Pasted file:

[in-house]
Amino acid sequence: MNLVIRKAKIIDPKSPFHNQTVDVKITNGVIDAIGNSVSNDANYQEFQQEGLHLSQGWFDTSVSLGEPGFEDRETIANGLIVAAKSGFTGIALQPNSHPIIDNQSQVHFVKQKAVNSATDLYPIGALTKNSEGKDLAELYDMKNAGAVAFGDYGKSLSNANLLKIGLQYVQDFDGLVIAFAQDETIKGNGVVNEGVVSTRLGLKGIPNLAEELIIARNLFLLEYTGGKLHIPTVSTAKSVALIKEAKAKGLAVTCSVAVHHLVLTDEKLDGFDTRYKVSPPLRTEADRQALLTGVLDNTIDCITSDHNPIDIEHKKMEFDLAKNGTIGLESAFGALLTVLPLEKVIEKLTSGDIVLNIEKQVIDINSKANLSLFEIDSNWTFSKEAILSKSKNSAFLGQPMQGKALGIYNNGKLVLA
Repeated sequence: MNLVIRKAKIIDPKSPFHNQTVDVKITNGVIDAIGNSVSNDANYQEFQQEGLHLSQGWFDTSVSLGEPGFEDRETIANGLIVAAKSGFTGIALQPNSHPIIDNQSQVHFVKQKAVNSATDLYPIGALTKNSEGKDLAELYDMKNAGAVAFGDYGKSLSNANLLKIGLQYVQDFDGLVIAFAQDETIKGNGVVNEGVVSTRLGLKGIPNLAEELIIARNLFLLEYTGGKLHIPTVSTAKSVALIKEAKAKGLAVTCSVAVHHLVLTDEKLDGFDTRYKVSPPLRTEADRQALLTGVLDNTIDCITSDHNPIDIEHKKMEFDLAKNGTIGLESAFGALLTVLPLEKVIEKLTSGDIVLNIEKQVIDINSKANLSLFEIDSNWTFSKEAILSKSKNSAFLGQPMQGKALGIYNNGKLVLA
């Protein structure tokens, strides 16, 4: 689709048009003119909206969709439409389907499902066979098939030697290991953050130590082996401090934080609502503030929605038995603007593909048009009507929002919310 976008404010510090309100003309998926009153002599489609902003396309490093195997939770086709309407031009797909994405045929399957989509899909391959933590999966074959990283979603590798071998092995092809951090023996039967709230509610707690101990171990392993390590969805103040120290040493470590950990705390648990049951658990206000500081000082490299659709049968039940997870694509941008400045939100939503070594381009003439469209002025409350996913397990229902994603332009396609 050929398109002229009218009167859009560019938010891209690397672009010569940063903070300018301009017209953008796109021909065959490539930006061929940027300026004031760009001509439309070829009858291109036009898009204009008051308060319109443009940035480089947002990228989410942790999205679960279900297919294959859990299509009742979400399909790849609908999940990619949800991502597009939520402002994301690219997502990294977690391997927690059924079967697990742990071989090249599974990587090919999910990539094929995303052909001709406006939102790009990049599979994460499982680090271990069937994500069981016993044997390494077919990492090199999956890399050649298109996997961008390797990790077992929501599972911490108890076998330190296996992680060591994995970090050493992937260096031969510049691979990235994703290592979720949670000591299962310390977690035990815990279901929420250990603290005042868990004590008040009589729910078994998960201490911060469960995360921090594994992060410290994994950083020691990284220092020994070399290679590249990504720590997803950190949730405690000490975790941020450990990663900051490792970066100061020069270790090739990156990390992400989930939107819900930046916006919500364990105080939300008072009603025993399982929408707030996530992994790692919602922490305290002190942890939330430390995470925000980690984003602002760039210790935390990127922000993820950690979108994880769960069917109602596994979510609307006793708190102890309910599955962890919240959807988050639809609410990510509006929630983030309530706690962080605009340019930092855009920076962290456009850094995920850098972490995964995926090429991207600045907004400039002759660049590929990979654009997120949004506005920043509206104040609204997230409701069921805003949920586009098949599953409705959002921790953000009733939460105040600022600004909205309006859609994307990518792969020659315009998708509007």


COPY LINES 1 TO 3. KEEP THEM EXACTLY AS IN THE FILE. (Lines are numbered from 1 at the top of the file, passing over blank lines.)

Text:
[in-house]
Amino acid sequence: MNLVIRKAKIIDPKSPFHNQTVDVKITNGVIDAIGNSVSNDANYQEFQQEGLHLSQGWFDTSVSLGEPGFEDRETIANGLIVAAKSGFTGIALQPNSHPIIDNQSQVHFVKQKAVNSATDLYPIGALTKNSEGKDLAELYDMKNAGAVAFGDYGKSLSNANLLKIGLQYVQDFDGLVIAFAQDETIKGNGVVNEGVVSTRLGLKGIPNLAEELIIARNLFLLEYTGGKLHIPTVSTAKSVALIKEAKAKGLAVTCSVAVHHLVLTDEKLDGFDTRYKVSPPLRTEADRQALLTGVLDNTIDCITSDHNPIDIEHKKMEFDLAKNGTIGLESAFGALLTVLPLEKVIEKLTSGDIVLNIEKQVIDINSKANLSLFEIDSNWTFSKEAILSKSKNSAFLGQPMQGKALGIYNNGKLVLA
Repeated sequence: MNLVIRKAKIIDPKSPFHNQTVDVKITNGVIDAIGNSVSNDANYQEFQQEGLHLSQGWFDTSVSLGEPGFEDRETIANGLIVAAKSGFTGIALQPNSHPIIDNQSQVHFVKQKAVNSATDLYPIGALTKNSEGKDLAELYDMKNAGAVAFGDYGKSLSNANLLKIGLQYVQDFDGLVIAFAQDETIKGNGVVNEGVVSTRLGLKGIPNLAEELIIARNLFLLEYTGGKLHIPTVSTAKSVALIKEAKAKGLAVTCSVAVHHLVLTDEKLDGFDTRYKVSPPLRTEADRQALLTGVLDNTIDCITSDHNPIDIEHKKMEFDLAKNGTIGLESAFGALLTVLPLEKVIEKLTSGDIVLNIEKQVIDINSKANLSLFEIDSNWTFSKEAILSKSKNSAFLGQPMQGKALGIYNNGKLVLA